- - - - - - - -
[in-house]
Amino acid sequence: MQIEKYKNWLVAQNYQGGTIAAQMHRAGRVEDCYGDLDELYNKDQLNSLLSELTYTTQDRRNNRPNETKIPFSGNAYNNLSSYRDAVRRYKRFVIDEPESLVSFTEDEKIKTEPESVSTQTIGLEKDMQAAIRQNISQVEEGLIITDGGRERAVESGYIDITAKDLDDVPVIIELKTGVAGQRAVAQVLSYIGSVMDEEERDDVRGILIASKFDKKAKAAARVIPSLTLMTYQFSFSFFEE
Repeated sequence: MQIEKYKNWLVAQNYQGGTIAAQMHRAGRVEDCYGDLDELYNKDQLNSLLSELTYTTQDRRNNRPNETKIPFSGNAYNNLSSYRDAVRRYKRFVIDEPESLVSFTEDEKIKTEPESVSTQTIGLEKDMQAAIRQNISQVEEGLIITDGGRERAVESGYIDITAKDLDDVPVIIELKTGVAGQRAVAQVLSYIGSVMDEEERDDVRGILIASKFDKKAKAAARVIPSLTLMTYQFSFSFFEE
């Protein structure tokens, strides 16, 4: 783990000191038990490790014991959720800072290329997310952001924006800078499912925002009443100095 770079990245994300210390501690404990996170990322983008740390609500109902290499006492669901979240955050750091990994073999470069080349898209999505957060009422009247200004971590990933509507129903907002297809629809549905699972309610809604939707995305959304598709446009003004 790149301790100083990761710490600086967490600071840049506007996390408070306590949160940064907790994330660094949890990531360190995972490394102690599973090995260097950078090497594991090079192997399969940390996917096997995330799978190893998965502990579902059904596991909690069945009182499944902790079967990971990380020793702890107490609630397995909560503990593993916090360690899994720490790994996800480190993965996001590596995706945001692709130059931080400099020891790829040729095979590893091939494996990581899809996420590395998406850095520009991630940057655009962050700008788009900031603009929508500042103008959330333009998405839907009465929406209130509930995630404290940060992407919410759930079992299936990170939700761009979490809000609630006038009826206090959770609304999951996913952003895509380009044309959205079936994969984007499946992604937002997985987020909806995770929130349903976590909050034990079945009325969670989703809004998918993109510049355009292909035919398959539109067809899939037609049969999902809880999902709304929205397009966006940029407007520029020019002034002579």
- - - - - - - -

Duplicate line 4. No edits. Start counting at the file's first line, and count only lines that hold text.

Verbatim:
């Protein structure tokens, strides 16, 4: 783990000191038990490790014991959720800072290329997310952001924006800078499912925002009443100095 770079990245994300210390501690404990996170990322983008740390609500109902290499006492669901979240955050750091990994073999470069080349898209999505957060009422009247200004971590990933509507129903907002297809629809549905699972309610809604939707995305959304598709446009003004 790149301790100083990761710490600086967490600071840049506007996390408070306590949160940064907790994330660094949890990531360190995972490394102690599973090995260097950078090497594991090079192997399969940390996917096997995330799978190893998965502990579902059904596991909690069945009182499944902790079967990971990380020793702890107490609630397995909560503990593993916090360690899994720490790994996800480190993965996001590596995706945001692709130059931080400099020891790829040729095979590893091939494996990581899809996420590395998406850095520009991630940057655009962050700008788009900031603009929508500042103008959330333009998405839907009465929406209130509930995630404290940060992407919410759930079992299936990170939700761009979490809000609630006038009826206090959770609304999951996913952003895509380009044309959205079936994969984007499946992604937002997985987020909806995770929130349903976590909050034990079945009325969670989703809004998918993109510049355009292909035919398959539109067809899939037609049969999902809880999902709304929205397009966006940029407007520029020019002034002579």